Lecture Hours 8,
Seminar/Tutorial Hours 3,
Supervised Practical/Workshop/Studio Hours 4,
Formative Assessment Hours 2,
Programme Level Learning and Teaching Hours 2,
Directed Learning and Independent Learning Hours
|Assessment (Further Info)
|Additional Information (Assessment)
||1) Individual Assignment (100%)
A 2000-word report containing the following elements:
I. An illustrated reflection on your developing epistemic framework, which draws on and incorporates at least one of your contributions to the class discussion board each week it is open (1000 words)
II. A discussion of the disciplinary perspectives that shaped the final team challenge (showcased in week 9). What worked well and what might you do differently to your design with more time and resources, or with additional disciplinary input? (1000 words)
The summative assignment will be due at the end of the semester.
||Oral formative feedback will be provided in-class through discussions of both in-class and online activities.
Summative feedback will be provided in written form after assignments are handed in.
|No Exam Information
On completion of this course, the student will be able to:
- Interrogate different disciplinary approaches to research and creativity.
- Apply interdisciplinary perspective-taking.
- Demonstrate competence in core skills including independent research, planning and writing, and group collaboration.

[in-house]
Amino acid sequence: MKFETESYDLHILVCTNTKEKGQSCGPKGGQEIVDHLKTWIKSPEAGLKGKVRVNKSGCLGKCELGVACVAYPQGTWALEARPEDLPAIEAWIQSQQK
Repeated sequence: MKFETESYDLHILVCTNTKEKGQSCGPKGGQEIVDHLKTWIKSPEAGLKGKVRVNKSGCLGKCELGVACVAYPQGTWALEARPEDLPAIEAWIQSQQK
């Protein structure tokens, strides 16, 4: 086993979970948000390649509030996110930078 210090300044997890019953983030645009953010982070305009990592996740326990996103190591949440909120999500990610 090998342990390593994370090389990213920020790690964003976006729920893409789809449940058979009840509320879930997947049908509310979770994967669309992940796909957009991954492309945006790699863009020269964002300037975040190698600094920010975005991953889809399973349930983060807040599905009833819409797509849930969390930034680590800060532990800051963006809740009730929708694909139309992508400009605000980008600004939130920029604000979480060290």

- Apply knowledge, skills, and understanding through a reflective synthesis of the ideas discussed and experienced on the course.
Repko, Allen F. Introduction to Interdisciplinary Studies / Allen F. Repko, University of Texas at Arlington (Retired), Rick Szostak, University of Alberta, Canada, Michelle Phillips Buchberger, Miami University of Ohio. Edited by Rick Szostak and Michelle Phillips Buchberger, Third edition., SAGE, 2020.
Recommended Reading: Interdisciplinarity¿¿
Nicolescu, Basarab. ¿Methodology of Transdisciplinarity.¿ World Futures, vol. 70, no. 3-4, Routledge, 2014, pp. 186¿99, https://doi.org/10.1080/02604027.2014.934631.¿¿
Bassot, Barbara. The Reflective Practice Guide¿: an Interdisciplinary Approach to Critical Reflection / Barbara Bassot. Routledge, 2016.¿¿
William Gaver. What Should We Expect from Research through Design?. Proceedings of the SIGCHI Conference on Human Factors in Computing Systems, https://dl.acm.org/doi/10.1145/2207676.2208538.¿¿
Lury, Celia, and Nina Wakeford. Inventive Methods: The Happening of the Social. Edited by Nina Wakeford and Celia Lury, Routledge, 2012, pp. xiii¿xiii, https://doi.org/10.4324/9780203854921.¿¿
Repko, Allen F. Case Studies in Interdisciplinary Research Allen F. Repko, William H. Newell, Rick Szostak. Edited by William H. Newell and Rick Szostak, SAGE, 2012.¿¿
Schön, Donald A. The Reflective Practitioner¿: How Professionals Think in Action. Basic Books, 2008.¿
|Graduate Attributes and Skills
||The course develops graduate skills in research, enquiry, and communication (SCQF 1 and 4), in creative practice (SCQF 2).
By working in groups, they will develop autonomy, accountability, and skills in working with others effectively (SCQF 3 and 5).
|Keywords||EFI,Edinburgh Futures Institute,Level 11,Postgraduate,Interdisciplinary,Creative Skills,Creativity
|Course organiser||Dr Larissa Pschetz
|Course secretary||Miss Abby Gleave
Tel: (0131 6)51 1337